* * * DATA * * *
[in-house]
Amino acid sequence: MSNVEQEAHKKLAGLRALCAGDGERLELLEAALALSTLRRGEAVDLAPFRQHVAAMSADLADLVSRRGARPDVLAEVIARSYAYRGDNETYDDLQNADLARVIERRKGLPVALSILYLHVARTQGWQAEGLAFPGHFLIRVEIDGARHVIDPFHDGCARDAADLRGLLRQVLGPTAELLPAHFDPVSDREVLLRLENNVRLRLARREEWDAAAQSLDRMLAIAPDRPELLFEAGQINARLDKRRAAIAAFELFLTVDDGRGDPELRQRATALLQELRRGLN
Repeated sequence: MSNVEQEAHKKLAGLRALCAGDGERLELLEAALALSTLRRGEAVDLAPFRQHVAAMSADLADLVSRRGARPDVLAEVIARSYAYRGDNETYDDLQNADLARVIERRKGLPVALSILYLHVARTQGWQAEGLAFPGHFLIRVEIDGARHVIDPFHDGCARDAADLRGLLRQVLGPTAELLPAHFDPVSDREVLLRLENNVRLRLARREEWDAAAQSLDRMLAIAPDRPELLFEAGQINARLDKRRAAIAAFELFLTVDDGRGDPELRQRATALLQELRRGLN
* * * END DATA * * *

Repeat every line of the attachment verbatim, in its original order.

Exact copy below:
[in-house]
Amino acid sequence: MSNVEQEAHKKLAGLRALCAGDGERLELLEAALALSTLRRGEAVDLAPFRQHVAAMSADLADLVSRRGARPDVLAEVIARSYAYRGDNETYDDLQNADLARVIERRKGLPVALSILYLHVARTQGWQAEGLAFPGHFLIRVEIDGARHVIDPFHDGCARDAADLRGLLRQVLGPTAELLPAHFDPVSDREVLLRLENNVRLRLARREEWDAAAQSLDRMLAIAPDRPELLFEAGQINARLDKRRAAIAAFELFLTVDDGRGDPELRQRATALLQELRRGLN
Repeated sequence: MSNVEQEAHKKLAGLRALCAGDGERLELLEAALALSTLRRGEAVDLAPFRQHVAAMSADLADLVSRRGARPDVLAEVIARSYAYRGDNETYDDLQNADLARVIERRKGLPVALSILYLHVARTQGWQAEGLAFPGHFLIRVEIDGARHVIDPFHDGCARDAADLRGLLRQVLGPTAELLPAHFDPVSDREVLLRLENNVRLRLARREEWDAAAQSLDRMLAIAPDRPELLFEAGQINARLDKRRAAIAAFELFLTVDDGRGDPELRQRATALLQELRRGLN